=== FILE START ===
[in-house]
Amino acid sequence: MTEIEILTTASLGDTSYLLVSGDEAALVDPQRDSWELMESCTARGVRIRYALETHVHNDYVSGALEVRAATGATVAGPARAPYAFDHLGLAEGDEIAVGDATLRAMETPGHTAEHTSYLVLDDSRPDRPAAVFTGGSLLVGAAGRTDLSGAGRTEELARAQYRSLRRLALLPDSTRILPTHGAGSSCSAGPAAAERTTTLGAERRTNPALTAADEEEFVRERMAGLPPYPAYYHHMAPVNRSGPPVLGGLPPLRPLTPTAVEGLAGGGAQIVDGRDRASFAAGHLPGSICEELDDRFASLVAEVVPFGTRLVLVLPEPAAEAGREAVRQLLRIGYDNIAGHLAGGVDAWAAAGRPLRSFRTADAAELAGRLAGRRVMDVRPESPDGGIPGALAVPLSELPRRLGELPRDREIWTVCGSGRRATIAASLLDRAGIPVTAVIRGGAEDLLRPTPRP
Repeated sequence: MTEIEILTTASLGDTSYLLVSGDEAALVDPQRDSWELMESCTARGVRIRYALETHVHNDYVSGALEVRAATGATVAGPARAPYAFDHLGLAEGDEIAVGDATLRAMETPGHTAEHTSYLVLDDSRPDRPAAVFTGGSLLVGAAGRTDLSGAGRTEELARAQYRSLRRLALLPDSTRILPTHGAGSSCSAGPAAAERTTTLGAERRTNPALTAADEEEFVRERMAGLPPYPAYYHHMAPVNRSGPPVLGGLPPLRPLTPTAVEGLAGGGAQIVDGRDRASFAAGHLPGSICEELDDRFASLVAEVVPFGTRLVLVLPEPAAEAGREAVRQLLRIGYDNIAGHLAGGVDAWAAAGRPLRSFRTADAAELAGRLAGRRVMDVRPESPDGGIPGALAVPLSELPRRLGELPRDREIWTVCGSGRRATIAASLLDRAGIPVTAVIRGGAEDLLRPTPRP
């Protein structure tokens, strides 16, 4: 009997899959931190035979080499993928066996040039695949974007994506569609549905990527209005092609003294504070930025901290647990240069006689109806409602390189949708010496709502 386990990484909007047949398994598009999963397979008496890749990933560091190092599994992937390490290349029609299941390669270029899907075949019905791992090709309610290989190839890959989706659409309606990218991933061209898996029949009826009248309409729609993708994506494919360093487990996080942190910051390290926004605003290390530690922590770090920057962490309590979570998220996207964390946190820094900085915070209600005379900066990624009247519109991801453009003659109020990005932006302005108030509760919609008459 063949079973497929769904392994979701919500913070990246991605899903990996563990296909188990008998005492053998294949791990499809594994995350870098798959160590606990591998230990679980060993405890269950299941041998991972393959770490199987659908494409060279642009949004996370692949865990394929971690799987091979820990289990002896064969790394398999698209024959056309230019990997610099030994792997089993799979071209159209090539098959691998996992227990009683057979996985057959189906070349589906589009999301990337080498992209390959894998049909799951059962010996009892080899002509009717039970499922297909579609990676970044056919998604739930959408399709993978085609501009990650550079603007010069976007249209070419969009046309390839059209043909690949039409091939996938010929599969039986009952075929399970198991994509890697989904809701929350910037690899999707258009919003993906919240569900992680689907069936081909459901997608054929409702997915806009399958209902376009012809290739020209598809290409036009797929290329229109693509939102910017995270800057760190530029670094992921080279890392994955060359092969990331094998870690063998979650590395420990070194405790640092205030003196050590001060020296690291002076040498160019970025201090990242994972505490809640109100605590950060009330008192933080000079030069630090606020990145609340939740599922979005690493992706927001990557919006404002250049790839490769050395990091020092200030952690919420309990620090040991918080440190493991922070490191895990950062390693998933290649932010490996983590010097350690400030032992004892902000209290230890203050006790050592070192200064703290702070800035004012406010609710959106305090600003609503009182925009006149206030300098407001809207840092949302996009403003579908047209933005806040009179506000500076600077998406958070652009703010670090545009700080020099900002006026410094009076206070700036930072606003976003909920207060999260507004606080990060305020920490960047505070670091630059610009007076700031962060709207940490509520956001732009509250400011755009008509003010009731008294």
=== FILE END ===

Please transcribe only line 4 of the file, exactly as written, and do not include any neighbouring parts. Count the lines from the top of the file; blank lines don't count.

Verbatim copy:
């Protein structure tokens, strides 16, 4: 009997899959931190035979080499993928066996040039695949974007994506569609549905990527209005092609003294504070930025901290647990240069006689109806409602390189949708010496709502 386990990484909007047949398994598009999963397979008496890749990933560091190092599994992937390490290349029609299941390669270029899907075949019905791992090709309610290989190839890959989706659409309606990218991933061209898996029949009826009248309409729609993708994506494919360093487990996080942190910051390290926004605003290390530690922590770090920057962490309590979570998220996207964390946190820094900085915070209600005379900066990624009247519109991801453009003659109020990005932006302005108030509760919609008459 063949079973497929769904392994979701919500913070990246991605899903990996563990296909188990008998005492053998294949791990499809594994995350870098798959160590606990591998230990679980060993405890269950299941041998991972393959770490199987659908494409060279642009949004996370692949865990394929971690799987091979820990289990002896064969790394398999698209024959056309230019990997610099030994792997089993799979071209159209090539098959691998996992227990009683057979996985057959189906070349589906589009999301990337080498992209390959894998049909799951059962010996009892080899002509009717039970499922297909579609990676970044056919998604739930959408399709993978085609501009990650550079603007010069976007249209070419969009046309390839059209043909690949039409091939996938010929599969039986009952075929399970198991994509890697989904809701929350910037690899999707258009919003993906919240569900992680689907069936081909459901997608054929409702997915806009399958209902376009012809290739020209598809290409036009797929290329229109693509939102910017995270800057760190530029670094992921080279890392994955060359092969990331094998870690063998979650590395420990070194405790640092205030003196050590001060020296690291002076040498160019970025201090990242994972505490809640109100605590950060009330008192933080000079030069630090606020990145609340939740599922979005690493992706927001990557919006404002250049790839490769050395990091020092200030952690919420309990620090040991918080440190493991922070490191895990950062390693998933290649932010490996983590010097350690400030032992004892902000209290230890203050006790050592070192200064703290702070800035004012406010609710959106305090600003609503009182925009006149206030300098407001809207840092949302996009403003579908047209933005806040009179506000500076600077998406958070652009703010670090545009700080020099900002006026410094009076206070700036930072606003976003909920207060999260507004606080990060305020920490960047505070670091630059610009007076700031962060709207940490509520956001732009509250400011755009008509003010009731008294």